Jan. 3 (UPI) -- Israeli archaeologists say they received rare and valuable "Hanukkah gelt" last week in the form of a newly discovered trove of 1,200-year-old, rare gold coins.
Officials with the Israel Antiquities Authority made the tongue-in-cheek comparison to gelt, the foil-covered chocolate coins given to Jewish children during the Hanukkah season, both because of when the artifacts were found and their appearance.
"Without a doubt this is a wonderful Hanukkah present for us," said Robert Kool, an expert with the Israeli authority.
The shiny gold coins dating to the Early Islamic period were uncovered during archaeological excavations in Yavne, Israel, located about 17 miles south of Tel Aviv, before the building of a new neighborhood at the by the Israel Lands Authority.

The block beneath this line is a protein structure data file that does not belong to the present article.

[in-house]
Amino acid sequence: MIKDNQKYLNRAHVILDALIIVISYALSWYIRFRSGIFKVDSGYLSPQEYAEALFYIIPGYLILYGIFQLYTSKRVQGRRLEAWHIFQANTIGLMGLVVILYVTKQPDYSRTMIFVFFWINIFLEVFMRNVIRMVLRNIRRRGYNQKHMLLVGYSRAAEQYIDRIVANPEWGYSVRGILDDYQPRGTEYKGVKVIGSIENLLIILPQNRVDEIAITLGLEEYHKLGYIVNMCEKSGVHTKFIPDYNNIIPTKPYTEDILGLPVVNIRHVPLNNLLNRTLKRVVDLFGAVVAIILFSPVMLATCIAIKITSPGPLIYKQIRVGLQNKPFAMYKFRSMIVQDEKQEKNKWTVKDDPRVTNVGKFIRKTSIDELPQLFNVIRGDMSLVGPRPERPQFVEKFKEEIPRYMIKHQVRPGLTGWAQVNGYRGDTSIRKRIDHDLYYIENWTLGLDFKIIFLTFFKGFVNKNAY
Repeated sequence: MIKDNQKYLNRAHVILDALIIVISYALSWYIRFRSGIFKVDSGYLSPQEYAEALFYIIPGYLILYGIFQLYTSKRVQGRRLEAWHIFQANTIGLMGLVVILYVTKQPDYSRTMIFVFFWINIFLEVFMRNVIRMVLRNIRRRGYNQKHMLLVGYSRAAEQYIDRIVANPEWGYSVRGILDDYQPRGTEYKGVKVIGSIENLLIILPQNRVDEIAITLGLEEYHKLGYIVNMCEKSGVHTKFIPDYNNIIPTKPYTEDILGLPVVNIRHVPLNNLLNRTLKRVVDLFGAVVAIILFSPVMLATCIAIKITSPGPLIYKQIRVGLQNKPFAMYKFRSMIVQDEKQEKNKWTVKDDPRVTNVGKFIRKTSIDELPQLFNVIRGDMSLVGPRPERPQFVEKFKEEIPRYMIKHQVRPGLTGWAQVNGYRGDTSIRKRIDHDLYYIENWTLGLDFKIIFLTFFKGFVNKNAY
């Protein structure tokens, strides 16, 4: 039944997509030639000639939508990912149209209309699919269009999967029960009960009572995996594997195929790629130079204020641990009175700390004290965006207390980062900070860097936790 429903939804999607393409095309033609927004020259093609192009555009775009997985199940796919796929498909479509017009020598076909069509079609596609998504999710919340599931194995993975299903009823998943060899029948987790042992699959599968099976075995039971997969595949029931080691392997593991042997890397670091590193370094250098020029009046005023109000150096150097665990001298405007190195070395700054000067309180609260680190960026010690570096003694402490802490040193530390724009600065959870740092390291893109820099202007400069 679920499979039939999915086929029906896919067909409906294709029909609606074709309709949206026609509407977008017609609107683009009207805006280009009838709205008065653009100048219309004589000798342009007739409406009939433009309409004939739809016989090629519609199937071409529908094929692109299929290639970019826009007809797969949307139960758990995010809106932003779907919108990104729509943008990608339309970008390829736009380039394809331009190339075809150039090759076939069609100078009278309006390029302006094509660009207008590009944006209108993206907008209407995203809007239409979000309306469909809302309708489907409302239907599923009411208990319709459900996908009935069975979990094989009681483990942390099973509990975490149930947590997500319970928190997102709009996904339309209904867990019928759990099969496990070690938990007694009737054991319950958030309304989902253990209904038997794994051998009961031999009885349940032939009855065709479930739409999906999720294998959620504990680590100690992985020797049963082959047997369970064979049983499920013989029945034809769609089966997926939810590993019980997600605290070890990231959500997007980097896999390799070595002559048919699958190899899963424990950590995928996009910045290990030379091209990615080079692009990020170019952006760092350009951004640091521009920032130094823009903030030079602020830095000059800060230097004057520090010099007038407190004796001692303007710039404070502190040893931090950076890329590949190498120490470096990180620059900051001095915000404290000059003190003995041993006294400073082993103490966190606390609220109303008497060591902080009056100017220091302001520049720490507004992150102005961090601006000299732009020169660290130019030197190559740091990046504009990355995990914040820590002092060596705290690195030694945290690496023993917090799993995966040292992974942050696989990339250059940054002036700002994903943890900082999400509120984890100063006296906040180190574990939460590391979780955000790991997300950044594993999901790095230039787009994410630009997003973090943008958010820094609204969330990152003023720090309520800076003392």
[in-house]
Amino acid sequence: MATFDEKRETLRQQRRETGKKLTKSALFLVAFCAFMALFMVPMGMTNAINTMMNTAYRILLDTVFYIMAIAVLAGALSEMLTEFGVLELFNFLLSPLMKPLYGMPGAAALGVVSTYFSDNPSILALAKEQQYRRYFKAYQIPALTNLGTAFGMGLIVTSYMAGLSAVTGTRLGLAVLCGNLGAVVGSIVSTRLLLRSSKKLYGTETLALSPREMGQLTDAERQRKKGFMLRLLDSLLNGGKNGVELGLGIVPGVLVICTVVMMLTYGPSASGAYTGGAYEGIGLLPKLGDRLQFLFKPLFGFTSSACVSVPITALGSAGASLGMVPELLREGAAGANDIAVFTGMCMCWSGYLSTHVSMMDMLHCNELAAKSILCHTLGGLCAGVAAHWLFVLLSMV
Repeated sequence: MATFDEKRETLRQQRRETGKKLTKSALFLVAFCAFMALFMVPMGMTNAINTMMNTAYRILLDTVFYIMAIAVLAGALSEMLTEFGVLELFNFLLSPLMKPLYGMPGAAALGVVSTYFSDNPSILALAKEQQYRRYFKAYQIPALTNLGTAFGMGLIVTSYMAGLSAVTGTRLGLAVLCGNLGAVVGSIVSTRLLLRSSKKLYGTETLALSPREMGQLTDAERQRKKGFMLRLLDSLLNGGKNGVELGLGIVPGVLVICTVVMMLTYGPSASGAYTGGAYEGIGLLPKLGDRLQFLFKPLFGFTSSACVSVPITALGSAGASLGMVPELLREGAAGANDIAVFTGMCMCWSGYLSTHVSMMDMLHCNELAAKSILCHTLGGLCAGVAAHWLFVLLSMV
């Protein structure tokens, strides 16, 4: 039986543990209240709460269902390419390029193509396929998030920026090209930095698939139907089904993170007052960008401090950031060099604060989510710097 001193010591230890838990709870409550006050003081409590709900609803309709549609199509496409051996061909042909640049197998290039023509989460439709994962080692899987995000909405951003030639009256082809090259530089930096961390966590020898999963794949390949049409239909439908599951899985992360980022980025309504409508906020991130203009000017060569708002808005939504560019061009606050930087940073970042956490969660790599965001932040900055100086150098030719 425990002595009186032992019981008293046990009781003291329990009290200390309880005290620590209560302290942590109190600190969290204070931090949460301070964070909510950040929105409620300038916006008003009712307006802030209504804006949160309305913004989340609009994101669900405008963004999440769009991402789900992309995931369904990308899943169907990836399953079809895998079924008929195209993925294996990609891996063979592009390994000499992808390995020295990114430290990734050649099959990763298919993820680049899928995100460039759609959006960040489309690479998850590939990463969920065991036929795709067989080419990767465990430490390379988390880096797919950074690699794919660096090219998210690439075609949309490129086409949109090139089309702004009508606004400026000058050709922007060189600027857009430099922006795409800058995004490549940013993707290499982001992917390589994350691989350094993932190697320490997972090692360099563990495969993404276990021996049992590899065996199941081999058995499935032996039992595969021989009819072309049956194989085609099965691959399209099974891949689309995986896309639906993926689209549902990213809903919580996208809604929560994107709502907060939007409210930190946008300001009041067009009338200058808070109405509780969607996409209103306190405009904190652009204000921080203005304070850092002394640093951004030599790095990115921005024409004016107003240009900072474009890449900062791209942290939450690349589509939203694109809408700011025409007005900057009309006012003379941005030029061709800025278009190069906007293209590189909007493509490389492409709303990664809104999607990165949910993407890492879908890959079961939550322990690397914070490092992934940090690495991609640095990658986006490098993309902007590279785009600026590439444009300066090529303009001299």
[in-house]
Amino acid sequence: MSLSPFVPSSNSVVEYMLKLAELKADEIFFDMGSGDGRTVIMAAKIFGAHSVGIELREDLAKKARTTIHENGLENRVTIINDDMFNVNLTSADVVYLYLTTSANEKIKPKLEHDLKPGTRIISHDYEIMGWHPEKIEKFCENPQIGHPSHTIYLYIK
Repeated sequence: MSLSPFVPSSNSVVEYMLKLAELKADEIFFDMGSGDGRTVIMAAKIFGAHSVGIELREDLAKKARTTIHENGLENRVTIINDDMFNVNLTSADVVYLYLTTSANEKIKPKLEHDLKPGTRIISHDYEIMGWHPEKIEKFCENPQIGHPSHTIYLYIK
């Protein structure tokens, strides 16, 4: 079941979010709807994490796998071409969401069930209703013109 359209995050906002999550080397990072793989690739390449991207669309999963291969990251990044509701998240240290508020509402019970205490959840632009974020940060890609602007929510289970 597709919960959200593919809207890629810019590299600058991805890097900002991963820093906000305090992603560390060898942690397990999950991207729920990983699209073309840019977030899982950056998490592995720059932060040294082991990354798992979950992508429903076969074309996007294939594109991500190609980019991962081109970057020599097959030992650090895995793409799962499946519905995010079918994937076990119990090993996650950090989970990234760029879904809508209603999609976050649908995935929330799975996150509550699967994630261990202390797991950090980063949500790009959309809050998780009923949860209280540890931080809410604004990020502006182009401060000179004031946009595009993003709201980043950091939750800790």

What started as a routine search for archaeological information became an exciting find when the diggers came across a broken clay juglet containing gold coins, part of previously unknown ancient pottery factory active at the site for several hundred years.
The researchers believe the treasure might have been the personal "piggy bank" of one of the potters working there. Kool estimated the trove came from the early 9th century. The find included a gold dinar from the reign of the Caliph Haroun A-Rashid, on whom the popular story "Arabian Nights," also known as "One Thousand and One Nights." was based.
"The hoard also includes coins that are rarely found in Israel," Kool said. "These are gold dinars issued by the Aghlabid dynasty that ruled in North Africa, in the region of modern Tunisia, on behalf of the Abbasid Caliphate centered in Baghdad."